South Korea may have been hit by a major cyber attack on March 20, but the incident actually hid something more sinister, according to McAfee Labs.
Dubbed Dark Seoul, this online attack resulted in tangible damage to affected organisations, with thousands of hard drives being wiping.
However, McAfee Labs senior threat researcher, Ryan Sherstobitoff, said the more compelling aspect of the attack was that it unearthed evidence of a four-year military spying campaign called Operation Troy.
Sherstobitoff said this is the first time for a connection to be established between a series of cyber events.
“All of the information we know about Dark Seoul up until recently was that it was an isolated incident, and associated with DNS attacks and wiping hard drives clean,” he said.
“However, this is the first time we have found something that is illustrating an undocumented, in-the-shadows type of espionage campaign that would typically not be associated with Dark Seoul.”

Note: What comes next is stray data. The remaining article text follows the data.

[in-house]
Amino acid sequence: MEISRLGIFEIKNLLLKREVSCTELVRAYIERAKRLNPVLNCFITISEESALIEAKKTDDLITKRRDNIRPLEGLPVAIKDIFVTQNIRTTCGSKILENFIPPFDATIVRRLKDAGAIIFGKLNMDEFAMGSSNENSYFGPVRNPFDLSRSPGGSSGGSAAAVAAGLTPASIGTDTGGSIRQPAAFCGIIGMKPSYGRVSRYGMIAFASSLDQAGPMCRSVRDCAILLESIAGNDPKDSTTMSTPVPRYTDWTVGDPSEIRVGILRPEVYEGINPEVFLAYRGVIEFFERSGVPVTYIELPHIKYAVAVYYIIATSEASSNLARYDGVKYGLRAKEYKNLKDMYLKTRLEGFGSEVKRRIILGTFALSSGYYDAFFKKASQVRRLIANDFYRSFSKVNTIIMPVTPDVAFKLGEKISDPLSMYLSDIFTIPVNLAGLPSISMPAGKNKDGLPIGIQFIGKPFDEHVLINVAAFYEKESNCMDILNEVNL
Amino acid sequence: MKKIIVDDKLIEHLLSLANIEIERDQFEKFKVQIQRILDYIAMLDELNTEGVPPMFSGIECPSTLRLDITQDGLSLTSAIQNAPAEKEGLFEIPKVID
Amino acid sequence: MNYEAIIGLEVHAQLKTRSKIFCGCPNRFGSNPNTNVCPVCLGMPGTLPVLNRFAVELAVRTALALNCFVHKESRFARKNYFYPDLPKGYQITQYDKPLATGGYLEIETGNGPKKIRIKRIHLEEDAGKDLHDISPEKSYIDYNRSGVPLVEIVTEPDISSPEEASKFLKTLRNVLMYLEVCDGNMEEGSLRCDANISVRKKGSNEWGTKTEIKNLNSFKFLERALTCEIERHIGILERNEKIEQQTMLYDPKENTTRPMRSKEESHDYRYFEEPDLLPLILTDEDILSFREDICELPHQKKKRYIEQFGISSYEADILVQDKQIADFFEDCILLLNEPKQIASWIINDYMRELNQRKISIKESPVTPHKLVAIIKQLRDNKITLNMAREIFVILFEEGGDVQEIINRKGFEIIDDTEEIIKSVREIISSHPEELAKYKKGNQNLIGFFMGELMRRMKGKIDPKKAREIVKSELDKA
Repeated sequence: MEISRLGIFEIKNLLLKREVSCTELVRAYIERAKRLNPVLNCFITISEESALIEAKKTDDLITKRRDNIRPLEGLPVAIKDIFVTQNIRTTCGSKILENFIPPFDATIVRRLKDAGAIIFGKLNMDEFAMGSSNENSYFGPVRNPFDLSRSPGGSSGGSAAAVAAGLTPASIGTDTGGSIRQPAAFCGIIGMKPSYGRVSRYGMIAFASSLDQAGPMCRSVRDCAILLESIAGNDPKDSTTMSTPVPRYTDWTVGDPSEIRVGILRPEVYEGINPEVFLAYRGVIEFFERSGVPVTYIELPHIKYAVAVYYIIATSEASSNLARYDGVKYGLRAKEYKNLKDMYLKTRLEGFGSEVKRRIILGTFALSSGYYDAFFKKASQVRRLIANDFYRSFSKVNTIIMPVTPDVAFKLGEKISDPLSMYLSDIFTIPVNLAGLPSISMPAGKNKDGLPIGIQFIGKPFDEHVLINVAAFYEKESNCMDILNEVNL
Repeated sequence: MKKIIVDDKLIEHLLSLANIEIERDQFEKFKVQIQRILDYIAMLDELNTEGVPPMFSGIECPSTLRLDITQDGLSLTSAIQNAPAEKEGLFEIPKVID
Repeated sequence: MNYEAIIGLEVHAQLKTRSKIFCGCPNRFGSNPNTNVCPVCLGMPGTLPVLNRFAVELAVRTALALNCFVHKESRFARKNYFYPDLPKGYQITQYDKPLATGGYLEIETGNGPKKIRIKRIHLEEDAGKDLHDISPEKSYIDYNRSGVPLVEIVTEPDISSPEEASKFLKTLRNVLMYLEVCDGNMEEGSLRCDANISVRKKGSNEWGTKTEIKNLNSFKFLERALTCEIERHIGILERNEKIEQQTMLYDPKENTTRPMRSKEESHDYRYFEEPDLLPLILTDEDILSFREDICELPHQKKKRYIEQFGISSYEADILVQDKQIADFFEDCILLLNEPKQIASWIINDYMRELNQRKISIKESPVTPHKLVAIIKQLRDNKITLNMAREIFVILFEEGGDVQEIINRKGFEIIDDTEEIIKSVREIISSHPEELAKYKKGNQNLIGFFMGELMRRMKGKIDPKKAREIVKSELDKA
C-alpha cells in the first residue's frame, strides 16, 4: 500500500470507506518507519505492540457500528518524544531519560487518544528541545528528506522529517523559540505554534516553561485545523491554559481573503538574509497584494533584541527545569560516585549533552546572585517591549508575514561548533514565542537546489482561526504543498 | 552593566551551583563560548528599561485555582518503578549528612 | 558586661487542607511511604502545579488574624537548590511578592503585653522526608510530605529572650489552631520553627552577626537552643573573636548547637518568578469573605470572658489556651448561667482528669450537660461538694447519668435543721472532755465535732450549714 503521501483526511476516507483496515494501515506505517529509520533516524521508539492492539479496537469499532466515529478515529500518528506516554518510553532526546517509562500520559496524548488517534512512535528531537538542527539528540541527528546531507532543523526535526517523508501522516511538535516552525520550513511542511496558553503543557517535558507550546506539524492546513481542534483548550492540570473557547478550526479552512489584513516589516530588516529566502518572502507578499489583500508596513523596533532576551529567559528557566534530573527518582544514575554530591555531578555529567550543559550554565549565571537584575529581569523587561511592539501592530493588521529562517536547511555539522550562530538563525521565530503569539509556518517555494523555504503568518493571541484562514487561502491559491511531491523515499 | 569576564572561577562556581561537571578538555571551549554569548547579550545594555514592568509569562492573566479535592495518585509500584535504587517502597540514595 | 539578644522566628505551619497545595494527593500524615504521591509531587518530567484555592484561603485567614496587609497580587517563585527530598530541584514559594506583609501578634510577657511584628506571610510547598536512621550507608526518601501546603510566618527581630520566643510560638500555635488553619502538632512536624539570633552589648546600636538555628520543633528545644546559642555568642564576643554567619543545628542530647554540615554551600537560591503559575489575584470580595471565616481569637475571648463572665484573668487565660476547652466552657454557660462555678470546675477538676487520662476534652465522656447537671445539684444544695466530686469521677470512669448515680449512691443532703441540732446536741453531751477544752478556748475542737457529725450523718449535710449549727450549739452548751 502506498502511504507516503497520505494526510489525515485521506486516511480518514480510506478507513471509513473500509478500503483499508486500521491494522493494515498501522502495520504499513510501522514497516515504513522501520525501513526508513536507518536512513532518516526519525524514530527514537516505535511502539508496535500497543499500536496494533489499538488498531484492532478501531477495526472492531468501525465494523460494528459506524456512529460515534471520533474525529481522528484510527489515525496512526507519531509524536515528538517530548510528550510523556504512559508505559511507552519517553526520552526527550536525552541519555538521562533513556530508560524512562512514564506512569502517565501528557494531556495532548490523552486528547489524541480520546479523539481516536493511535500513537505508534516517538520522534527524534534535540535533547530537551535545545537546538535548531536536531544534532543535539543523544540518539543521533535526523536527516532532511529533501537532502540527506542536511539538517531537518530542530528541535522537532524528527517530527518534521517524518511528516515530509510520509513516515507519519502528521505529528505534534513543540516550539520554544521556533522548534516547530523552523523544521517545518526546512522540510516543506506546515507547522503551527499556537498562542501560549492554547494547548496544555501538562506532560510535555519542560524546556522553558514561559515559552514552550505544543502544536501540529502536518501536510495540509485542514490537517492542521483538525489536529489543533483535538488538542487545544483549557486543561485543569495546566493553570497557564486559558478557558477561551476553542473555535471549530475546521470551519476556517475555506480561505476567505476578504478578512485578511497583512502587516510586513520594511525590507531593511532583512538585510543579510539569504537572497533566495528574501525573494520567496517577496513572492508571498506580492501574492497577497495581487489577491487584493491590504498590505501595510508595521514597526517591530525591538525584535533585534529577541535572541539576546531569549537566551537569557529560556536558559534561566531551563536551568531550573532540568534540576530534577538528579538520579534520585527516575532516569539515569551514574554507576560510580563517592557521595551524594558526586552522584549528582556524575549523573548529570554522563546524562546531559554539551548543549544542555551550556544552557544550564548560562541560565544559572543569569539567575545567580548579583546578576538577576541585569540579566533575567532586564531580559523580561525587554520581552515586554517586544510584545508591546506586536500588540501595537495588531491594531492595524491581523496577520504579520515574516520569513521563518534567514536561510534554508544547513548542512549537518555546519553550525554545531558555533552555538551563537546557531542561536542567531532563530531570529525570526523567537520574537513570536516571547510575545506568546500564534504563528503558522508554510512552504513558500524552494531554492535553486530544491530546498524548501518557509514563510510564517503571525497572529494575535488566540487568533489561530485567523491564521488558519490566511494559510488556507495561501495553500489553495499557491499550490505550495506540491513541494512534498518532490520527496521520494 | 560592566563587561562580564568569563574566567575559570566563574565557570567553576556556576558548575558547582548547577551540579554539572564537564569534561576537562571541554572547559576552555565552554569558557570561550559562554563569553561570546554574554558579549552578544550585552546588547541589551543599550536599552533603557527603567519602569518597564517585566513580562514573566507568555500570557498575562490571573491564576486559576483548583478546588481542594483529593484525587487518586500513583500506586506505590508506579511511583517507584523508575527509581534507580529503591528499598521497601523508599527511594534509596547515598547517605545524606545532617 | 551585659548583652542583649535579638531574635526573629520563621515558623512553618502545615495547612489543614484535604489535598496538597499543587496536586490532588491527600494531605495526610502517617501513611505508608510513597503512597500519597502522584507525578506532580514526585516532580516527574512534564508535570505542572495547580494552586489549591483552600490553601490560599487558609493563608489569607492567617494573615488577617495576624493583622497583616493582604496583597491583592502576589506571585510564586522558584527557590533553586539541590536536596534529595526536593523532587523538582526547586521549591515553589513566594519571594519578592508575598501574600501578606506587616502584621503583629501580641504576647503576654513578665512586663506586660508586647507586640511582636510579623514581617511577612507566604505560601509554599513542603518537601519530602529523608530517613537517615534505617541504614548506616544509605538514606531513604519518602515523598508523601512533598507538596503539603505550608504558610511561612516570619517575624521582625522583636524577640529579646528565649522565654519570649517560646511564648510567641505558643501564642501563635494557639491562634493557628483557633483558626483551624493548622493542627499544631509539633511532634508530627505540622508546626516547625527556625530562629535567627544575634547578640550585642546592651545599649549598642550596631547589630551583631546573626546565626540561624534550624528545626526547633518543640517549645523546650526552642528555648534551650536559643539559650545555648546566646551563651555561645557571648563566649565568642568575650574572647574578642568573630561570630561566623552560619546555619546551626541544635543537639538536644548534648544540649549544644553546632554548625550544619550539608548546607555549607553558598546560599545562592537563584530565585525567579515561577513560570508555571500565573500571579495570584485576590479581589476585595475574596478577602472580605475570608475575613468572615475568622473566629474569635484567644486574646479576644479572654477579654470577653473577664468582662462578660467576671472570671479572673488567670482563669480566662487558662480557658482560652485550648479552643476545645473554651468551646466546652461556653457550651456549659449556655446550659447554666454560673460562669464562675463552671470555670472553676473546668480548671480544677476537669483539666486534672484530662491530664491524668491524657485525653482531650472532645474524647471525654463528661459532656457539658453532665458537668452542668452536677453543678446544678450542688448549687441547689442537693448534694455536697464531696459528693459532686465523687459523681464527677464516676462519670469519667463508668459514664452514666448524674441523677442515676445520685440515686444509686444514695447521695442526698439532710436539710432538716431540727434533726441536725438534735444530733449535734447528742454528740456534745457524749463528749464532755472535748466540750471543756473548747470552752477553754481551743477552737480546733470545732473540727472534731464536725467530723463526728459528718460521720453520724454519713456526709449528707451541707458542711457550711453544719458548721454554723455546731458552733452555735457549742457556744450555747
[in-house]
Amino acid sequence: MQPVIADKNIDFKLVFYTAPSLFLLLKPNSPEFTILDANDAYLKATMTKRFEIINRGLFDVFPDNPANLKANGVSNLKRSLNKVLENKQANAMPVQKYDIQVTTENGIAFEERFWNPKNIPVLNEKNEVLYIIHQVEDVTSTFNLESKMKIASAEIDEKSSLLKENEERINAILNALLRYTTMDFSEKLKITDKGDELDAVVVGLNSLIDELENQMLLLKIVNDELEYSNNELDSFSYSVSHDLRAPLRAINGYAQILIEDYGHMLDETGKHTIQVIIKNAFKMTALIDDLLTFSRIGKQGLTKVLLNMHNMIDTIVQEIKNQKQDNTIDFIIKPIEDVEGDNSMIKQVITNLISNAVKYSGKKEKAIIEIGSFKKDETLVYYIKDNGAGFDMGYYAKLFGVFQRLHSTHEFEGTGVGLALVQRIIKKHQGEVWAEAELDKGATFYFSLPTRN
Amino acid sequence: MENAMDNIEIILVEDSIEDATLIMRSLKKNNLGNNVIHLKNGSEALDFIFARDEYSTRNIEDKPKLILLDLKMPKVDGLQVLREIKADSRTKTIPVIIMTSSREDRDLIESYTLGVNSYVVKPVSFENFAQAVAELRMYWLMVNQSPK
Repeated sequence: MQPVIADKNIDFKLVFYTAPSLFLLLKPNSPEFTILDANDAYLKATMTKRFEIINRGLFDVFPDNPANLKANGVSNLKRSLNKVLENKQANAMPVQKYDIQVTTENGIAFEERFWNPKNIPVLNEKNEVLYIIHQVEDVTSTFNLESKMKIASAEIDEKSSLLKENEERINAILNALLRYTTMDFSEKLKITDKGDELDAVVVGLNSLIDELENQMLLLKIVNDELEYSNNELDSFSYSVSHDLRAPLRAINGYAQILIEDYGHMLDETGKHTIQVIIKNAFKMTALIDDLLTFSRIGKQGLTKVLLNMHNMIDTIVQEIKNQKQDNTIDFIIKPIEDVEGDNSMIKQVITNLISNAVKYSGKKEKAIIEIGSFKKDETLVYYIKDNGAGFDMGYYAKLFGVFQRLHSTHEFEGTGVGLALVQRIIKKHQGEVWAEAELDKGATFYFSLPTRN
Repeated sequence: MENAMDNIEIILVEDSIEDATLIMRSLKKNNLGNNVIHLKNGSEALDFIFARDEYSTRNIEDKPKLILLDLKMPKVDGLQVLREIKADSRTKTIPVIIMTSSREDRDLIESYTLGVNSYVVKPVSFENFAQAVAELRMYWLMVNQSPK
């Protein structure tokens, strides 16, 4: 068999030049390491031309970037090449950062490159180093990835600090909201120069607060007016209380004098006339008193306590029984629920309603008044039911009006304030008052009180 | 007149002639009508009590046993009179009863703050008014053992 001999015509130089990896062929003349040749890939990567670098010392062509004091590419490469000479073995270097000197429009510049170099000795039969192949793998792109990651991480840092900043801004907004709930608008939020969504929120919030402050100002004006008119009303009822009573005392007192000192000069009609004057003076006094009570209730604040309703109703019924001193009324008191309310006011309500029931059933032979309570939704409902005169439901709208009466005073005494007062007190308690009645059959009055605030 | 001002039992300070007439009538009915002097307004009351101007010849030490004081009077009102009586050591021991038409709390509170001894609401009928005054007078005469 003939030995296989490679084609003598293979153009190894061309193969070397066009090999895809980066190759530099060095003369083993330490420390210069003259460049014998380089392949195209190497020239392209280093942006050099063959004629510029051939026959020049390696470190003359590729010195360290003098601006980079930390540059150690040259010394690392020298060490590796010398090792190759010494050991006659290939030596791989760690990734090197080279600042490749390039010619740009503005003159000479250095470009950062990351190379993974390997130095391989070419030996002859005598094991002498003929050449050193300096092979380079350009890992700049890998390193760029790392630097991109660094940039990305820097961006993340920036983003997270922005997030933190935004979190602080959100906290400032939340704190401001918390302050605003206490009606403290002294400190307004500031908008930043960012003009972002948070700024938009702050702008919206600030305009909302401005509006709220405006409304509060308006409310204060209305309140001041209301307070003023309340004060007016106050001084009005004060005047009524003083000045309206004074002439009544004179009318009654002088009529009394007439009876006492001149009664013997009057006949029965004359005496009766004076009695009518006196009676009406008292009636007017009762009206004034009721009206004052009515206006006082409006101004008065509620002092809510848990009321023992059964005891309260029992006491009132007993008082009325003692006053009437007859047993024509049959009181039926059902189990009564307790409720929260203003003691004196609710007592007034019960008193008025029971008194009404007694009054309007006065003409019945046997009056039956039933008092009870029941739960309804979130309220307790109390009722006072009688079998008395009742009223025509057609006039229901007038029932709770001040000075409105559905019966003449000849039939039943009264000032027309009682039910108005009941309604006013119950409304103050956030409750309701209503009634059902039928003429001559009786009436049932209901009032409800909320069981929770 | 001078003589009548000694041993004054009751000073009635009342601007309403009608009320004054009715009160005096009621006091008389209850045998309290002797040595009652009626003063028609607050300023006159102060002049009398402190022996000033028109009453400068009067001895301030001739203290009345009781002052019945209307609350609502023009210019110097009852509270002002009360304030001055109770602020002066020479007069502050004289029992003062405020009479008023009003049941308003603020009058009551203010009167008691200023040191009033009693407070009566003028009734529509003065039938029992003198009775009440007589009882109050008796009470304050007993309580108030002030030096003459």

It was while investigating the cyber attack that McAfee uncovered the true mission of the group, which was military spying.
In fact, Sherstobitoff said Dark Seoul was the tip of the iceberg and merely a by-product of the overall mission.
“Dark Seoul essentially acted as a sub-campaign for a long term campaign that consisted of spying for over four years,” he said.
Caught in the act
Although the espionage took place over several years, Sherstobitoff linkage to Dark Seoul was only established due to the similarity of the DNS attacks.
“Due to the lack of visibility into these espionage samples that were in circulation, nobody connected the dots or found that these particular payloads were actually connected to Dark Seoul,” he said.
Things began to unravel when McAfee started to compare the attributes that it found in the Dark Seoul malware with the other suspicious, unknown malware that could be part of the attack.
“We were then able to confirm that they shared a bunch of code that is unique to this attack, and thus shed a greater picture on what the overall intent was of this adversary,” Sherstobitoff said.
Patrick Budmar covers consumer and enterprise technology breaking news for IDG Communications. Follow Patrick on Twitter at @patrick_budmar.